With the glut of money being poured into technology acquisitions, the focus has been on hiring technologists (tool-level specialists), not marketing strategists, to manage and implement. However, CMOs who bring in marketers who a) know strategy, b) can look for integration and usage opportunities, and c) can provide strategic technology acquisition recommendations, will ultimately gain the edge in the marketing-tech arms race.
– Steve Farnsworth, Chief Marketing Officer, The Steveology Group
6. Incorporate Mixed Reality
In the near future, nearly everything will be a marketing interface and “mixed reality” will be the only reality. Brands must invest now in agile talent that understands that disruption is opportunity. Marketing mavens must become part technologists and data scientists. As artificial intelligence delivers the holy grail of the “market of the one,” storytellers will need to know how to weave addictive branded experiences with the thread of mixed reality.
–Glen Gilmore, Strategist and Faculty member at the Rutgers School of Business, Executive Programs, Digital Marketing
7. Prepare for Artificial Intelligence
The increasing complexity of digital marketing is making technology a vital partner for the digital marketer. It is becoming a science and not just an art. In 2017 and beyond, expect to see marketing automation become mainstream and more sophisticated.
This also means that even artificial intelligence will become an integral part of marketing for even small to medium business. We can see the start of this with the rise of chatbots and other enhancements. The future will see the continuing rise of the marketing robots that all brands should be preparing for.
–Jeff Bullas, Founder at JeffBullas.com
8. Constantly Experiment with New Tech
Brands that are concerned about their long-term recognition, and being at the forefront of the next major computing platform (think mobile 10 years ago), will have a strong leg up on the competition. Experimentation and building early relationships with the platforms sure to dominate down the road will provide long-term advantages for any company, big or small.
If nothing else, designate a small internal team to understand the VR/AR landscape, where the opportunities are today, and where they’ll be in 12 months. When you are ready to put resources into a project, you won’t be starting from zero for an understanding. And it is a complicated ecosystem to understand.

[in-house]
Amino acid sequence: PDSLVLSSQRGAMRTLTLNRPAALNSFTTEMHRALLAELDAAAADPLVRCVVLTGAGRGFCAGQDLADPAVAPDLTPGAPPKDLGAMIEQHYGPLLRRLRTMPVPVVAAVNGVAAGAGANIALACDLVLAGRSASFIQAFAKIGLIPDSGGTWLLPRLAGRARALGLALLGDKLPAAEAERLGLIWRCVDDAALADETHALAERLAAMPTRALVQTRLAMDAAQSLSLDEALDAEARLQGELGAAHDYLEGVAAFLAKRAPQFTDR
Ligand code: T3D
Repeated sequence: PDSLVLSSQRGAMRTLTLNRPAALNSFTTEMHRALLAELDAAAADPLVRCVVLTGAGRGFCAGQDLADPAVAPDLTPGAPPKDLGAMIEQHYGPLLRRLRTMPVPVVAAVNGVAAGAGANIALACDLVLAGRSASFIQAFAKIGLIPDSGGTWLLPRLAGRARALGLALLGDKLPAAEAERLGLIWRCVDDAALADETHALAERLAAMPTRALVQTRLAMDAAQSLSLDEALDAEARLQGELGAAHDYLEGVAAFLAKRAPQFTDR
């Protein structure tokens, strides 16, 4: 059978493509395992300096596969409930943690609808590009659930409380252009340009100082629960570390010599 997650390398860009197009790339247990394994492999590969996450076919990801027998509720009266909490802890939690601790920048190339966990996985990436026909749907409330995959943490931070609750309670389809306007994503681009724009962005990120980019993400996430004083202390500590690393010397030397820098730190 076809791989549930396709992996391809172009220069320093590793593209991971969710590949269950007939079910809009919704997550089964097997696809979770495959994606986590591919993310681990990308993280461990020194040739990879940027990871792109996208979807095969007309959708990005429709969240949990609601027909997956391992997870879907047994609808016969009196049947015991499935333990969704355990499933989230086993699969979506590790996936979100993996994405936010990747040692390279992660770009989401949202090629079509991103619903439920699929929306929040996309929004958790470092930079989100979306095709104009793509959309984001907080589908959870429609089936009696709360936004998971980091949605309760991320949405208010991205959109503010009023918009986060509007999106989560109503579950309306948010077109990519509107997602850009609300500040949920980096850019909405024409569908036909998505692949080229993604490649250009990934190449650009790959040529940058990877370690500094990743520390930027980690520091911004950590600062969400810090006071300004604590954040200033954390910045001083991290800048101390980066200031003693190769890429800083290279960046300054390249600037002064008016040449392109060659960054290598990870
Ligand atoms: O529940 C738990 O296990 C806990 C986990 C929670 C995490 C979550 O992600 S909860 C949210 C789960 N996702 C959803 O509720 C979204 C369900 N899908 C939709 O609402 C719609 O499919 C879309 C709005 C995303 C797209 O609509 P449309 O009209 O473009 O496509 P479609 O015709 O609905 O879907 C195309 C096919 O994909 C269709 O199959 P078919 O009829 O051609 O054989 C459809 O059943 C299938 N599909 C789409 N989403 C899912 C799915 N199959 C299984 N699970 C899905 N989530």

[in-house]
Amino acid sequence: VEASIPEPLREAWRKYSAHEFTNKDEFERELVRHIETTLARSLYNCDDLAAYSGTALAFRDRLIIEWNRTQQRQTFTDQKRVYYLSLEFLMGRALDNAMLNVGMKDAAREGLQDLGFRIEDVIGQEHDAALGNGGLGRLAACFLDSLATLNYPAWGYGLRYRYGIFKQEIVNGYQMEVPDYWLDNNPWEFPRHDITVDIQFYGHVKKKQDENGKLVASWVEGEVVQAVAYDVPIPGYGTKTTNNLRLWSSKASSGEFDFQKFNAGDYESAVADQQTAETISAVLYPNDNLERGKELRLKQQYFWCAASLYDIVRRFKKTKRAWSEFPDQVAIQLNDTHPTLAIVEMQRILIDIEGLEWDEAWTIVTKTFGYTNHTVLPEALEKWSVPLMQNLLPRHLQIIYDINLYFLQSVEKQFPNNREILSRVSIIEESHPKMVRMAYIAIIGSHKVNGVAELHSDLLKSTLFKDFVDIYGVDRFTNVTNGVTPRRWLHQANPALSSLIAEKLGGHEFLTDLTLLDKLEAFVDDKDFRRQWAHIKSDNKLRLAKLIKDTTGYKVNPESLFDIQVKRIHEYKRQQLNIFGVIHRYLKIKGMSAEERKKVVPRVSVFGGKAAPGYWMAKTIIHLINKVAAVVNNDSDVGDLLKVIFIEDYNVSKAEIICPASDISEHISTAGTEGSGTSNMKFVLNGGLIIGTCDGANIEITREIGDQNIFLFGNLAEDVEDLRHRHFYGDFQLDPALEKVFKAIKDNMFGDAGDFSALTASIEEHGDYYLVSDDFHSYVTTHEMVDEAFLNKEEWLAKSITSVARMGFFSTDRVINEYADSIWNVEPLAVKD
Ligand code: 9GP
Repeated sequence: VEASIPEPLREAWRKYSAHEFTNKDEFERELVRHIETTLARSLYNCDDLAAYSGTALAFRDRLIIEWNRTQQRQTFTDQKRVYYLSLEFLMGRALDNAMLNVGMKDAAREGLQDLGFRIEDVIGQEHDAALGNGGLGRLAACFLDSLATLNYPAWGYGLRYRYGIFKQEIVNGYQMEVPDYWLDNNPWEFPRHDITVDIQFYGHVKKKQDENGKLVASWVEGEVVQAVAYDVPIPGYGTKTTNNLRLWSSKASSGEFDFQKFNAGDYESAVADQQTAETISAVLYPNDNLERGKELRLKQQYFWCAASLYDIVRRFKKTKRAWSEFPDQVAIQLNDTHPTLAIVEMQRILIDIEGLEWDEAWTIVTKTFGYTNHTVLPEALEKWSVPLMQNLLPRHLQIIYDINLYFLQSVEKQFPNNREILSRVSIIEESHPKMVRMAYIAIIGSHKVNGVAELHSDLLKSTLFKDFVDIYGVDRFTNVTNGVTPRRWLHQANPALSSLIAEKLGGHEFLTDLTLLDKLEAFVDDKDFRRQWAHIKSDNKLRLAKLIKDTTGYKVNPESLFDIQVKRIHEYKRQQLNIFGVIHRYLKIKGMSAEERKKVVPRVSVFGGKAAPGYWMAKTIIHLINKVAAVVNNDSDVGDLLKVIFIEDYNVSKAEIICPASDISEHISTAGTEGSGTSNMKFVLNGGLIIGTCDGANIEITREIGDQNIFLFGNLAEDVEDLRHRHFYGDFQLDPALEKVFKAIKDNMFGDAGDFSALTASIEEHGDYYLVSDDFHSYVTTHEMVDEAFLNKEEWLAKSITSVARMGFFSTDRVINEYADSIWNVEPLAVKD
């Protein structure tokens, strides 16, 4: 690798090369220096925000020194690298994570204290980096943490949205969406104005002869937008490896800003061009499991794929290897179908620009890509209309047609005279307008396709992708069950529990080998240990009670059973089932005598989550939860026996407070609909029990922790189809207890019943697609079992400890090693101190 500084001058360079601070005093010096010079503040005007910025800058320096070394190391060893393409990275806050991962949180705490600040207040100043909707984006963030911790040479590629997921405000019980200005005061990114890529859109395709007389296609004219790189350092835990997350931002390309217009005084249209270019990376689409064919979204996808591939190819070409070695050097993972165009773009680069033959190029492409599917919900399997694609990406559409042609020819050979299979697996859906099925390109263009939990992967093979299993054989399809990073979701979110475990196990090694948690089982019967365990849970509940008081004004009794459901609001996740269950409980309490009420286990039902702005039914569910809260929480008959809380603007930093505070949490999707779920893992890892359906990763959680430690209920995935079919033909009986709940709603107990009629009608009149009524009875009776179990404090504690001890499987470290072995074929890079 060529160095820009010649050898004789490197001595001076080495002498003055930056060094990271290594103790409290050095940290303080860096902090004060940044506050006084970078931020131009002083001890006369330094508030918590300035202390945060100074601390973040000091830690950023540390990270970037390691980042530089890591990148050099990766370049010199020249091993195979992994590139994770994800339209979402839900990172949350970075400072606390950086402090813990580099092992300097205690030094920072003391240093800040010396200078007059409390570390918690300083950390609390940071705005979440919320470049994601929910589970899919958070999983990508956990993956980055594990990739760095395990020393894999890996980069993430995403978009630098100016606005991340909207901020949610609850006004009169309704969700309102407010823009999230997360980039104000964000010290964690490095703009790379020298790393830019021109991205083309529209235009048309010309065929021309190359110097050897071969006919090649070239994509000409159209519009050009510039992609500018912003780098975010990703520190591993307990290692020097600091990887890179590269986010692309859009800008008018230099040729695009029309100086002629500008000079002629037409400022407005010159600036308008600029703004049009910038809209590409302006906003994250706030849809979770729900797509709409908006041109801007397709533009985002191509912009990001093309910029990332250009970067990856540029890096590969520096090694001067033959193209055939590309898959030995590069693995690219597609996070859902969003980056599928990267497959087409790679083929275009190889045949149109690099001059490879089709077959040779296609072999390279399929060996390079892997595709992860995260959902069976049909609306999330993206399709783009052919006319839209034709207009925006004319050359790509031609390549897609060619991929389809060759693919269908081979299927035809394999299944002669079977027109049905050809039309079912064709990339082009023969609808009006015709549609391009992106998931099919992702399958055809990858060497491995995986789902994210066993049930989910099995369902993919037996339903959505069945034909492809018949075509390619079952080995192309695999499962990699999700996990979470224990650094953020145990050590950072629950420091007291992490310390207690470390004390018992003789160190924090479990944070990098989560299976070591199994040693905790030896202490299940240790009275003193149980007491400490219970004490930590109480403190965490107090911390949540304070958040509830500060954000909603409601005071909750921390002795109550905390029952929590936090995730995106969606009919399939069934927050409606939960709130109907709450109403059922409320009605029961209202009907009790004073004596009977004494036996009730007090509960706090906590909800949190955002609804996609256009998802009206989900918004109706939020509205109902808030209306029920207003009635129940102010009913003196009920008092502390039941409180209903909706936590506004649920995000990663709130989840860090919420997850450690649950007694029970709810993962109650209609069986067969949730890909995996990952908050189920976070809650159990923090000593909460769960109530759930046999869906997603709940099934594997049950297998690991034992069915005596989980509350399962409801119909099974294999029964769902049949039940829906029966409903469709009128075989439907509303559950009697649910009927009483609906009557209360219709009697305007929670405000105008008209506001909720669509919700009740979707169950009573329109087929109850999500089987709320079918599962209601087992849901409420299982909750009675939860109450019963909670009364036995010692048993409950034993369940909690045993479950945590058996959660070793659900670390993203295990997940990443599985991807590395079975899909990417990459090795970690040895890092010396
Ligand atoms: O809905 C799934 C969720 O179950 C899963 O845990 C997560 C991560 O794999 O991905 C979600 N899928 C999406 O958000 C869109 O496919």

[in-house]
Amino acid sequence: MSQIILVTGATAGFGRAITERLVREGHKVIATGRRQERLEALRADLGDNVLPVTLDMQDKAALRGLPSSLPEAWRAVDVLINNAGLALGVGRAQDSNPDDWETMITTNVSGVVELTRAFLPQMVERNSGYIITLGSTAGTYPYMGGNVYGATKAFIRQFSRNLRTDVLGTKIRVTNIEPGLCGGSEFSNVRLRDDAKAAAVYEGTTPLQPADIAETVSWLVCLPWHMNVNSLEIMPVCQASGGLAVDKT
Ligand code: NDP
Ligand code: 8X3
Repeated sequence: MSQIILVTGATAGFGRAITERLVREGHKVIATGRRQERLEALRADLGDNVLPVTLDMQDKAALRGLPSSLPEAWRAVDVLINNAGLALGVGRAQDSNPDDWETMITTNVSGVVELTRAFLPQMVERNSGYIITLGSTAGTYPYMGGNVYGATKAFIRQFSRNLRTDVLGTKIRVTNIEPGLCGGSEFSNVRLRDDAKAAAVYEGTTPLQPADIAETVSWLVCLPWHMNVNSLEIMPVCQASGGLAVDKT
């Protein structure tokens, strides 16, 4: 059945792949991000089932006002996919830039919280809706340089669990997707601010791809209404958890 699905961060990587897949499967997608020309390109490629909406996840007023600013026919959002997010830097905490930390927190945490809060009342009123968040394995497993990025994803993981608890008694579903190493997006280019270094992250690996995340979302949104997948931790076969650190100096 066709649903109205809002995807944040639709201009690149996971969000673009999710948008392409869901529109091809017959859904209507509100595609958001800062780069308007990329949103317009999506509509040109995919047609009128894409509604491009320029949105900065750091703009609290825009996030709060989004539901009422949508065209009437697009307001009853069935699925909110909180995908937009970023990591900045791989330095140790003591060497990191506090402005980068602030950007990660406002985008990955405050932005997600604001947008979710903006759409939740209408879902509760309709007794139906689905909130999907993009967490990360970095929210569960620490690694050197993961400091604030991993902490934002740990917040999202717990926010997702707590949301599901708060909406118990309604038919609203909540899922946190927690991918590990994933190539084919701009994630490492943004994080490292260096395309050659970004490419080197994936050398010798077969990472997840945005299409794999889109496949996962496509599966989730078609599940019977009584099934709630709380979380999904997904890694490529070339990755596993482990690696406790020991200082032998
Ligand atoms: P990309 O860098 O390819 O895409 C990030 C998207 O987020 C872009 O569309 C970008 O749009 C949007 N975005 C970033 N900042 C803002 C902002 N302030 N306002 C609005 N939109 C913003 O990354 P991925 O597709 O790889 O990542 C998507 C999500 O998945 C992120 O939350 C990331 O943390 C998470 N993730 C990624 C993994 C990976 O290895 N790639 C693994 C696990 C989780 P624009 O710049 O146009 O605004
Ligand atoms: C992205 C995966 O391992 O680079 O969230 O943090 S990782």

– Robert Fine, Publisher, Cool Blue Media
9. Focus on the One-on-One Experience
The future of marketing will revolve around relevance. Whether it’s in your targeting for advertising (social or otherwise) or being present in search for relevant terms or leveraging A.I. to route customer inquiries to the right opportunities, we have to commit ourselves to stop talking to everyone and start talking to the one-on-one.
We’ve got to stop thinking of marketing as an end sum game and go after the relevant audiences that will be fulfilled and enriched by what we have to offer. The companies that do that will see long-term, lasting results.
–Jason Falls, Chief Instigator at the Conversation Research Institute
10. Embrace Voice Recognition
Marketing technology will make true 1:1 interaction with consumers possible at scale, and that hyper-targeted reality is perhaps not surprising. What will be even more disruptive, however, is the move to voice and audio as primary information retrieval and consumption modalities.
Amazon Echo and Google Home are just the first steps in an inexorable march toward a world where consumers use voice to research, interact, and buy. The movie “Her” may very well become largely reality, and the successful marketers of the near future will be those that create compartmentalized, structured content that is easily found via voice query, and easy on the ears, in every way.
–Jay Baer, President of Convince Convert
11. Start Using Robots Now
Without a doubt, the future is automated. As artificial intelligence continues to advance by leaps and bounds, marketing’s future becomes more strategic and creative for the humans, while the machines take over any repetitive tasks. This does mean significant human capital dislocation; we won’t need people to copy and paste data from spreadsheet to slide, or to manually analyze reports.
Brands should be prepared by beginning now in their AI and Machine Learning experimentation, getting a feel for the landscape and what’s possible.
–Christopher S. Penn, VP Marketing Technology, SHIFT Communications